Speaking at the Conference on India-Afghanistan Relations organised by the Hudson Institute in Washington on Thursday, US Deputy Secretary of State for Afghanistan Affairs Nancy Jackson, suggested that India should proceed with its involvement in the peace process in the war-torn country.
“We appreciate India’s important contributions to stability in Afghanistan, including $3 billion in civilian assistance since 2001. For our part, we remain committed to pursuing our shared objectives for peace and security in South Asia and the broader Indo-Pacific region", Jackson said.
Jackson said that the US welcomes India’s substantial investment in Afghanistan and would continue to support efforts to achieve a peaceful and lasting outcome in that country.
Indian envoy to the United States Harsh Vardhan Shringla said some wanted to interpret New Delhi’s presence in Afghanistan from the narrow lens of Pakistan, but India’s ties and friendship with that country go way back.
Shringla said India looks forward to peace in Afghanistan, and where there was no room for terrorist elements to create a foothold.
“It is also important to deliver the message to terrorists that democracies do not surrender to terrorism and in the ideological battle of the 'emirate' vs the 'republic', the latter prevails", he said.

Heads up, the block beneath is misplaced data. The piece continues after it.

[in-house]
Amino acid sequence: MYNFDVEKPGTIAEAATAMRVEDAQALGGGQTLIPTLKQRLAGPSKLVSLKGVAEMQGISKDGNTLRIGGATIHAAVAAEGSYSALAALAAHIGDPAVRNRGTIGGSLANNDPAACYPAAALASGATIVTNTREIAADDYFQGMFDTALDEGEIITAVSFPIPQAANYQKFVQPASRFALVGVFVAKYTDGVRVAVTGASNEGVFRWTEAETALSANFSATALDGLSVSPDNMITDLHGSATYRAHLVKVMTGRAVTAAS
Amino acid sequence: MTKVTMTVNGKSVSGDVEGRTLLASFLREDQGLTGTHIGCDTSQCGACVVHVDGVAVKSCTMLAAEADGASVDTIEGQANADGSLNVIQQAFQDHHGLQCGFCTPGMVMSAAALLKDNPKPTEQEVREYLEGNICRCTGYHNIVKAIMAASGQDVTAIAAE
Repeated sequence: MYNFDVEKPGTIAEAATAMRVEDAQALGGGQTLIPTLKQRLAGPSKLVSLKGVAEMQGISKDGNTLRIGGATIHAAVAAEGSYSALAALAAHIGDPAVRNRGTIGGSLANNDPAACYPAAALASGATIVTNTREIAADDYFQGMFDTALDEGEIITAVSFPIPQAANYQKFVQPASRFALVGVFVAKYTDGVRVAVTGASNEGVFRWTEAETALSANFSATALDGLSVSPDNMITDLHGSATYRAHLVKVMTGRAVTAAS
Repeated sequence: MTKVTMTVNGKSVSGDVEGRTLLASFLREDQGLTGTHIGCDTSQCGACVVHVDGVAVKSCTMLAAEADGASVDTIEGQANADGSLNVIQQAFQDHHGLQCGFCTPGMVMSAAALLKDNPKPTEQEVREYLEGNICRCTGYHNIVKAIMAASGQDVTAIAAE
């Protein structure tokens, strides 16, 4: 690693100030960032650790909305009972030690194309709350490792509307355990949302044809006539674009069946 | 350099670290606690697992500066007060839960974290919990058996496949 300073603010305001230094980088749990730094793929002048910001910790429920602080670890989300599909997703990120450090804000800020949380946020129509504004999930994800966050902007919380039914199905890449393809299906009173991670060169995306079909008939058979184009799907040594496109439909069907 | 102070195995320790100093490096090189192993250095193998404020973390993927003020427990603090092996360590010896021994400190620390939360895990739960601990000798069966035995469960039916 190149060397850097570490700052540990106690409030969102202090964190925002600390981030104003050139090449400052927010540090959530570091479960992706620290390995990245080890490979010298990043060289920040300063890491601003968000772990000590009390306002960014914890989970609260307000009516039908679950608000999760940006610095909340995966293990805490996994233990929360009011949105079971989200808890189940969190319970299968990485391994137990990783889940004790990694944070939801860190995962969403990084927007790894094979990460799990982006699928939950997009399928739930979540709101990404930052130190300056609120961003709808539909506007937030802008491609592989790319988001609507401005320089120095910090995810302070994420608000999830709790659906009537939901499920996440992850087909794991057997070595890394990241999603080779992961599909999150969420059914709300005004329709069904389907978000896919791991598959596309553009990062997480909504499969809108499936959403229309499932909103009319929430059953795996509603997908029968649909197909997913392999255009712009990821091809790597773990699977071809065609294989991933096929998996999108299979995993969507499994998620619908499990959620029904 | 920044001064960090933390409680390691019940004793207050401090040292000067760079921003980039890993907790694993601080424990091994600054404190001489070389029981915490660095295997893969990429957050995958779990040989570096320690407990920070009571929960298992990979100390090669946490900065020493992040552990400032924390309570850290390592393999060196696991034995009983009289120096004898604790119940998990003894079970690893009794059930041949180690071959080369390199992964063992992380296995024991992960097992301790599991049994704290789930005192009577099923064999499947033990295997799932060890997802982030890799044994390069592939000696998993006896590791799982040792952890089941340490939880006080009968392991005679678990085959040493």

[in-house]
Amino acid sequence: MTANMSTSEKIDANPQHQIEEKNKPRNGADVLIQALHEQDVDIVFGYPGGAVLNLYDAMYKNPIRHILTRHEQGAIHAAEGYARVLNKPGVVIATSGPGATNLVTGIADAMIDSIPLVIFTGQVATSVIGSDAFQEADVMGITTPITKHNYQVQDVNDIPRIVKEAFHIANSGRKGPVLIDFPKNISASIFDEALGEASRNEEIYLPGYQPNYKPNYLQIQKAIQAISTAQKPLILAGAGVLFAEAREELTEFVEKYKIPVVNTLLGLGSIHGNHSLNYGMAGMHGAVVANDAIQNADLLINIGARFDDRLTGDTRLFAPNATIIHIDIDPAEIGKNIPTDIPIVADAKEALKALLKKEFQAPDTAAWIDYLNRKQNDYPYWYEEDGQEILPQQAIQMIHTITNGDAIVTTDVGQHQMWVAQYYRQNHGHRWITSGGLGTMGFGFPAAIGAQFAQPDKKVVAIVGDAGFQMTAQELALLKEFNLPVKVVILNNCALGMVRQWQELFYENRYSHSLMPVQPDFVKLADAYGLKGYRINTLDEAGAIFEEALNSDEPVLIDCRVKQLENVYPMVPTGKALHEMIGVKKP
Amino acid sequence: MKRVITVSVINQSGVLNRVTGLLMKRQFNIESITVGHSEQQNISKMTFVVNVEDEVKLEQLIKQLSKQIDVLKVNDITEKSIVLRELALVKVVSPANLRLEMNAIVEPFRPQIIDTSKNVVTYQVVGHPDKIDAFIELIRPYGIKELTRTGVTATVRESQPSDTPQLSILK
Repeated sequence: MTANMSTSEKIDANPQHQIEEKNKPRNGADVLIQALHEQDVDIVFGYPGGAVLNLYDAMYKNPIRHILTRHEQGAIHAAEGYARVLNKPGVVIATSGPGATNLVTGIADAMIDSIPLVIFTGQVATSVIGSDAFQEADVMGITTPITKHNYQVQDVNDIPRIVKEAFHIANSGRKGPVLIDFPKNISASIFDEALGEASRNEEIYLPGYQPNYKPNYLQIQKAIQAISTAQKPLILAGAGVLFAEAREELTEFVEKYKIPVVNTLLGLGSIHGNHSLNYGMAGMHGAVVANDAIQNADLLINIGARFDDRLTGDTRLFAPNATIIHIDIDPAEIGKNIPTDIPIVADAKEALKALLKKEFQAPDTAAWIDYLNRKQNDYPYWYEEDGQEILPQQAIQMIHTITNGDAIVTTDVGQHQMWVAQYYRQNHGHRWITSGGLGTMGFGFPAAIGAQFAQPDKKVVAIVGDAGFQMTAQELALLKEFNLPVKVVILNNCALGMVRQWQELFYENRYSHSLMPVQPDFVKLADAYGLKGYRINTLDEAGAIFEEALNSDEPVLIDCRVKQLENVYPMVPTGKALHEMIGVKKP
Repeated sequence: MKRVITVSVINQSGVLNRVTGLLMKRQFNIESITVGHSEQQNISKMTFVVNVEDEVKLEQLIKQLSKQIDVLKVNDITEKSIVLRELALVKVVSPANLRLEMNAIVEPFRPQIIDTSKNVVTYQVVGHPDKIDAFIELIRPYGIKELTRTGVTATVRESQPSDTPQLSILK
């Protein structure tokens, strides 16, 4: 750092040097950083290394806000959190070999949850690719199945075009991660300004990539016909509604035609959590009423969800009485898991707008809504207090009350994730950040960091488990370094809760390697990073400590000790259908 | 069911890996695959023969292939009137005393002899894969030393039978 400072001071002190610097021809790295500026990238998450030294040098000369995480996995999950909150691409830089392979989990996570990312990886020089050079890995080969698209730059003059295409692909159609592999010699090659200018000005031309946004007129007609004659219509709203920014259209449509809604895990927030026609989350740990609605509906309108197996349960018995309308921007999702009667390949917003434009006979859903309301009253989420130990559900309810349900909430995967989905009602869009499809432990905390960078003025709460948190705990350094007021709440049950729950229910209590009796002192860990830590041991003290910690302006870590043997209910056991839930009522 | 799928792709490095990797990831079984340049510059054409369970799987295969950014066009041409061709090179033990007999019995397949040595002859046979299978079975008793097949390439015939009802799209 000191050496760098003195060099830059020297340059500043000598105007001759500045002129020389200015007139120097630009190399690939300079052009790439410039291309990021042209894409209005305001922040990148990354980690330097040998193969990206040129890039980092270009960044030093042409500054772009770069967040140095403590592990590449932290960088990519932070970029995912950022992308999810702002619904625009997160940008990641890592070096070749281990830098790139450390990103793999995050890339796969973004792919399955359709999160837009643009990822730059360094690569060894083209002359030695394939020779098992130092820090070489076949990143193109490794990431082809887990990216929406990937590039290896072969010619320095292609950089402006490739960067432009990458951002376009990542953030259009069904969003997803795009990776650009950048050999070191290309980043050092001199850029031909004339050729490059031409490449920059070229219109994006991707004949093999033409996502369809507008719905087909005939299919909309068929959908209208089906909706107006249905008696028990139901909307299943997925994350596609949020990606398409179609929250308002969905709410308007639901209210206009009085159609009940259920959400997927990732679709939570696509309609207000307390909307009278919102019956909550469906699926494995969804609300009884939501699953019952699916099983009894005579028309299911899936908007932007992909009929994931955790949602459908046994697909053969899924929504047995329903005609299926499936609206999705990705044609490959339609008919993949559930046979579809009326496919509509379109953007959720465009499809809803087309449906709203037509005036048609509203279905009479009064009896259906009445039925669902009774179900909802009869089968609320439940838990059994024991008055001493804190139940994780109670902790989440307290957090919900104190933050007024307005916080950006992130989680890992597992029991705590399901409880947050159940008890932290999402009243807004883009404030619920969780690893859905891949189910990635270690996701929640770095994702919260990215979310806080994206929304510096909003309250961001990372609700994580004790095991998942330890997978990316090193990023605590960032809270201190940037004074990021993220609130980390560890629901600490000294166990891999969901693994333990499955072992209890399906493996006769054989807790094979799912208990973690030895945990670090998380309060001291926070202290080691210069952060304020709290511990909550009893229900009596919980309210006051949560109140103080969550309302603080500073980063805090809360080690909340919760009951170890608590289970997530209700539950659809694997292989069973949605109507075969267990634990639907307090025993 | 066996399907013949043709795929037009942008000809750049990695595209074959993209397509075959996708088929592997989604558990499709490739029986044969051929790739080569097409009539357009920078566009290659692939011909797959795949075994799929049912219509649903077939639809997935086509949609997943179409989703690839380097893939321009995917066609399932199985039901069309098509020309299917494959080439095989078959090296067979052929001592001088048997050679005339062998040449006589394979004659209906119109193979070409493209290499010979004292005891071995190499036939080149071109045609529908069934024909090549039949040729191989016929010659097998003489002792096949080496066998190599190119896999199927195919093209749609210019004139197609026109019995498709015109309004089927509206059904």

India has so far contributed over $3 billion in aid and assistance to Afghanistan, engaging in several infrastructure and humanitarian projects. The Zaranj-Delaram Road, a High School in Kabul, the Salma Dam, and a 220KV DC transmission line are among several ongoing Indian projects in the country.
For nearly a year, the Taliban and the United States have been attempting to negotiate a peace deal that would ensure the withdrawal of foreign troops in exchange for the movement's guarantees that the country will not become a safe haven for terrorists.
Washington and the Taliban movement were "on the threshold of an agreement" in September before US President Donald Trump called off secret peace talks after an American soldier was killed by the insurgents.
In response, the Taliban warned that Americans "will suffer more than anyone else" for their decision, claiming it would lead to "further losses of US lives".
Trump responded by stating that after the breakdown of the negotiations, the US military would hit the enemy "harder than they have ever been hit before and that will continue".